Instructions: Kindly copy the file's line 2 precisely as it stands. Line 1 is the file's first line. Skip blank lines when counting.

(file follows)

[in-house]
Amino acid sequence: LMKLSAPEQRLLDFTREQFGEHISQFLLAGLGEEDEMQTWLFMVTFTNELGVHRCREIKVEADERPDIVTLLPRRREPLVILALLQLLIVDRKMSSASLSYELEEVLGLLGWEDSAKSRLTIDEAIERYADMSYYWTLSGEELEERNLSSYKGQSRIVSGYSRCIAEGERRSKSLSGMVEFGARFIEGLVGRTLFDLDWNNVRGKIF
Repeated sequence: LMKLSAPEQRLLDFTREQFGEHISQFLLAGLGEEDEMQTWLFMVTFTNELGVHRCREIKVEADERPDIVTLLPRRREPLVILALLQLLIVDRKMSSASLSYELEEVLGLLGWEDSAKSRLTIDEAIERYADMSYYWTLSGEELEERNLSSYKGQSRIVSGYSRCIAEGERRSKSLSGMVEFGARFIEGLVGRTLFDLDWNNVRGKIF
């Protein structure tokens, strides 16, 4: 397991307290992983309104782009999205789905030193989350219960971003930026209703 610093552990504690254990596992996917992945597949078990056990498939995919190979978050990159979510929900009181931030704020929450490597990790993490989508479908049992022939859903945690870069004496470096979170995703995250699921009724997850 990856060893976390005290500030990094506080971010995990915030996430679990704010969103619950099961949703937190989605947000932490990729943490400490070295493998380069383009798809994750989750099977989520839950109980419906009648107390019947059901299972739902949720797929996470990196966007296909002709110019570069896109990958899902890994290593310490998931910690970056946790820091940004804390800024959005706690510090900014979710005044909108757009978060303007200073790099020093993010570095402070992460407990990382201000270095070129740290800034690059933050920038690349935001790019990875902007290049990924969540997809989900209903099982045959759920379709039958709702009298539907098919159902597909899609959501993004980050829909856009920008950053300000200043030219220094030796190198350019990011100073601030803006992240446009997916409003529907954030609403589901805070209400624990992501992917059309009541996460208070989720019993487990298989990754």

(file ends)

Amino acid sequence: LMKLSAPEQRLLDFTREQFGEHISQFLLAGLGEEDEMQTWLFMVTFTNELGVHRCREIKVEADERPDIVTLLPRRREPLVILALLQLLIVDRKMSSASLSYELEEVLGLLGWEDSAKSRLTIDEAIERYADMSYYWTLSGEELEERNLSSYKGQSRIVSGYSRCIAEGERRSKSLSGMVEFGARFIEGLVGRTLFDLDWNNVRGKIF